The ‘prompted letter’ provides landlords with undeclared rental income a 30-day window to make contact, and then a further 3 months to regularise their tax affairs.
Those who DO NOT take this opportunity risk being investigated under Code of Practice 8/9, facing much higher penalties (potentially up to 200% of any tax due) and the possibility of a criminal prosecution.
HMRC rely on a wealth of available information to identify landlords who have not declared rental income.
HMRC’s state-of-the-art analytical computer system ‘Connect‘ draws on information from a range of government and corporate sources, including HM Land Registry and the Tenancy Deposit Scheme, to create a profile of each taxpayer’s total income.
According to the data released by HMRC, the highest concentration with landlords with undeclared rental is Birmingham, with Leicester ranking second. South East London ranks as London’s top spot.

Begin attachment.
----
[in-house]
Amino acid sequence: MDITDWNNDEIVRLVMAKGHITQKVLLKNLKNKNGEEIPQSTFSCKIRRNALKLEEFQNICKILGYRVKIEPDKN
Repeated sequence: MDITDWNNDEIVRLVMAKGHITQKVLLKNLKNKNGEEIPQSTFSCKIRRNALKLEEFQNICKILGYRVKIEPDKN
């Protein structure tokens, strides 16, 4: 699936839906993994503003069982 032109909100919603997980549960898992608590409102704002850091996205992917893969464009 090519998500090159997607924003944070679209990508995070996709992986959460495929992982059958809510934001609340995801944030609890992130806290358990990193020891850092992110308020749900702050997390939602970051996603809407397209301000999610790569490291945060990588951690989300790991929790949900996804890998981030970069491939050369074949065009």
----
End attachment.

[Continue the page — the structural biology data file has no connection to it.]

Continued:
Letting agents have also been sent statutory notices demanding details of rents collected on behalf of private landlords. An initial fine of £300 applies to those agents failing to meet the initial deadline, with a potential further fine of £60 per day for ongoing failure.
Paul has 35 years of experience in tax starting at HMRC. Paul provides specialist advice to private individuals under an HMRC tax investigation or those wishing to make a voluntary disclosure.
Ian is a Chartered Accountant who has specialised in tax since 1985. He advises on tax investigations and has helped many clients resolve their tax position using HMRC disclosure facilities.